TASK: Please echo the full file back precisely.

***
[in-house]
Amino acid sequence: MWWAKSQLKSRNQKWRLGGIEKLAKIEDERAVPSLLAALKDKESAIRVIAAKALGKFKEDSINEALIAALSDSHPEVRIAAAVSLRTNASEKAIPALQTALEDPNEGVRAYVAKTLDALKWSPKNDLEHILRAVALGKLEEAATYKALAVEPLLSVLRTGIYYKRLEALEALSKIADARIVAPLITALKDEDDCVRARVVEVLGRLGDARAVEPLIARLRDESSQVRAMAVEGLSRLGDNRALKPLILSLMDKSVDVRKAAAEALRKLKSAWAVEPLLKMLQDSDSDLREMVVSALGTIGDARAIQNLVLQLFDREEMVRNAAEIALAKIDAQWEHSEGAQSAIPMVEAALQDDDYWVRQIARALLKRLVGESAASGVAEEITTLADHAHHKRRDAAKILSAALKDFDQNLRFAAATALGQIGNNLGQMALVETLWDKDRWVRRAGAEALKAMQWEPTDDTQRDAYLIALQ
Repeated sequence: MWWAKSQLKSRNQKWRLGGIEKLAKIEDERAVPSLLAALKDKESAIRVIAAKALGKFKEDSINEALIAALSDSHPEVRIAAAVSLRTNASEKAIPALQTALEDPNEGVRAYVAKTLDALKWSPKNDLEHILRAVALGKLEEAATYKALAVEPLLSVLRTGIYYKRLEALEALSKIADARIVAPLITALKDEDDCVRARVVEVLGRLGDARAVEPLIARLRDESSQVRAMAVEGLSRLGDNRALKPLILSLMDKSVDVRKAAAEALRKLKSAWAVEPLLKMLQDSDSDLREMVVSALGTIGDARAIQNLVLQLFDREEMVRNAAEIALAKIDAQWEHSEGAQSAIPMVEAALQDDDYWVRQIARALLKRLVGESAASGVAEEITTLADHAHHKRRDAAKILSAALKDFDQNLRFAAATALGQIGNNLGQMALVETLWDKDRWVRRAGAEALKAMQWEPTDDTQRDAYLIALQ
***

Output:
[in-house]
Amino acid sequence: MWWAKSQLKSRNQKWRLGGIEKLAKIEDERAVPSLLAALKDKESAIRVIAAKALGKFKEDSINEALIAALSDSHPEVRIAAAVSLRTNASEKAIPALQTALEDPNEGVRAYVAKTLDALKWSPKNDLEHILRAVALGKLEEAATYKALAVEPLLSVLRTGIYYKRLEALEALSKIADARIVAPLITALKDEDDCVRARVVEVLGRLGDARAVEPLIARLRDESSQVRAMAVEGLSRLGDNRALKPLILSLMDKSVDVRKAAAEALRKLKSAWAVEPLLKMLQDSDSDLREMVVSALGTIGDARAIQNLVLQLFDREEMVRNAAEIALAKIDAQWEHSEGAQSAIPMVEAALQDDDYWVRQIARALLKRLVGESAASGVAEEITTLADHAHHKRRDAAKILSAALKDFDQNLRFAAATALGQIGNNLGQMALVETLWDKDRWVRRAGAEALKAMQWEPTDDTQRDAYLIALQ
Repeated sequence: MWWAKSQLKSRNQKWRLGGIEKLAKIEDERAVPSLLAALKDKESAIRVIAAKALGKFKEDSINEALIAALSDSHPEVRIAAAVSLRTNASEKAIPALQTALEDPNEGVRAYVAKTLDALKWSPKNDLEHILRAVALGKLEEAATYKALAVEPLLSVLRTGIYYKRLEALEALSKIADARIVAPLITALKDEDDCVRARVVEVLGRLGDARAVEPLIARLRDESSQVRAMAVEGLSRLGDNRALKPLILSLMDKSVDVRKAAAEALRKLKSAWAVEPLLKMLQDSDSDLREMVVSALGTIGDARAIQNLVLQLFDREEMVRNAAEIALAKIDAQWEHSEGAQSAIPMVEAALQDDDYWVRQIARALLKRLVGESAASGVAEEITTLADHAHHKRRDAAKILSAALKDFDQNLRFAAATALGQIGNNLGQMALVETLWDKDRWVRRAGAEALKAMQWEPTDDTQRDAYLIALQ